School board gets update threat analysis

FMCSD Business manager Sandy Elmore swears in Tim Wondra, Gayla Young and newcomer Jillian Troxel to the Fort Madison School Board of Directors Monday night. Photo by Chuck Vandenberg/PCC


FORT MADISON – As part of the superintendent’s report at Monday’s school board meeting, Superintendent Erin Slater and several district administrators updated the board on security plans in the works in the district.

Slater, Assistant High School principal Patrick Lamb and Assistant middle school principal Brent Zirkel, along with the Fort Madison Police Department’s school resource officer all attended a national convention on school safety and security in July.

She said the conference gave the group an opportunity to review the emergency response plans and look at some research based changes, some of which are already under way.

“We want to make sure that we’re not just not doing something because it sounds good or its the flavor of the month,” Slater said. “But we wanted you to know the reasons why we attended. We know that learning is best achieved in a safe and nurturing environment. Its our job and our responsibility to make sure we are doing the very best we can.”

Zirkel said most strategies of school safety will fall under four Ds, – Deter, Detect, Delay, and Defend.

He said strategies going forward will focus on detering any threats, detecting when something may be happening, trying to delay any threat to allow first responders time to react, and then in the worst scenarios take a defensive posture to the threat.

“All the things we talk about in school safety will fall under one of those Ds,” Zirkel said.

As a result of the learnings of the convention, the district has already developed a threat assessment team, which includes board director Dianne Hope. A public relations team has also been formed and has held meetings including various stakeholders including the district, the Area Education Association, the transportation and facilities departments, counselors and social workers to start doing planning that will help make sure everyone is safe.

“We need to discuss policies and practices that are always evolving,” Zirkel said. “One of the things I’ve see now and my eyes are very open to, is your plan goes right out the door the moment something happens because nothing can ever be perfectly planned for. We have to be conceptual. We want to plan for the process leading up to the threat.”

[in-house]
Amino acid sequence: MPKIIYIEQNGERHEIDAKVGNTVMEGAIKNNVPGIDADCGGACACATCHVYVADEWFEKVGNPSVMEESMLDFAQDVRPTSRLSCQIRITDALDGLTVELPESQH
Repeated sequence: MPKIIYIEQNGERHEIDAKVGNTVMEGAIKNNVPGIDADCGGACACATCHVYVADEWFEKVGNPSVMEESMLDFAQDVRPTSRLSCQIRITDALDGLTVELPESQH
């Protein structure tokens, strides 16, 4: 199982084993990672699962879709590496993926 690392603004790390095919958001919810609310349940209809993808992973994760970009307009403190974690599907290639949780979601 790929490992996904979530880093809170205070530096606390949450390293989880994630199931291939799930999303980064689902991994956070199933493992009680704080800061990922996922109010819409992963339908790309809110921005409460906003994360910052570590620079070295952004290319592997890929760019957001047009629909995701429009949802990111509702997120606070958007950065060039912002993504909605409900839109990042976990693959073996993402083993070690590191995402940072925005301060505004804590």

Lamb thank the board for approving the trip saying that training and education of that type isn’t frequent locally.

He said one of the most eye opening things to him was in regard to drug and alcohol activity.

“One of the most eye opening to me was an expert who was speaking on gangs and drugs and he said as kids walk through the door you can see things from the clothing the kids are wearing and how they’re wearing it,” he said. “I haven’t been looking at that at all, but it kind of opens your eyes as the kids walk through the door. A year ago, I wouldn’t even have known that some of the stuff they are wearing is actually references to drugs and alcohol. That’s pretty sneaky stuff.”

He asked the board to be advocates for the safety measures in the district or to be involved in the discussions and asked the district to commit to sending at least two representatives to the national safety conferences every year going forward.

He also talked about the P3 Campus program recently launched in the district. The program is an anonymous tip reporting app and is also web based and allows reporting on just about anything from pet abuse to sex abuse to bullying in a completely anonymous format.

“I’ve been the point person in the district and the lady we’ve been working with is a parent in the Sandy Hook district who’s children weren’t hurt in that shooting fortunately, but she has moved and become the point person for this company,” Lamb said.

“I think it will be a tool for us that we can start to determine trends. People will be comfortable in reporting those things to us and we can further investigate and hopefully do something about it.”

Lamb also said the district needs to change the way they do lockdowns and schedule them for more random times.

“We have been doing lockdown drills the same way for the past 20 years and we talked about it in the administrative council to switch that up and do it at inappropriate times. Shooters would come in not when everyone is safe in the classrooms, they would do it when students are up and moving around. So we need to make these more spontaneous as to when we have them.”

Board member Jared Hotop asked what kind of products the school had for securing doors.

Lamb said the the district has several types of locks on doors and numerous devices but not all rooms have them.

Slater said the P3 campus was the best tool they could bring in for the money, but the threat assessment team would look at all the options to see what makes the most sense for them.

In other action, the board

– heard from district business manager Sandy Elmore on FY 2017 final reports and approved the reports.

  • approved Tim Wondra as the new board president. Timm Lamb didn’t seek re-election. Jillian Troxel was elected to replace Lamb and Wondra and Gayla Young were re-elected to their position. Young was approved as the new vice president. Both are two year terms.

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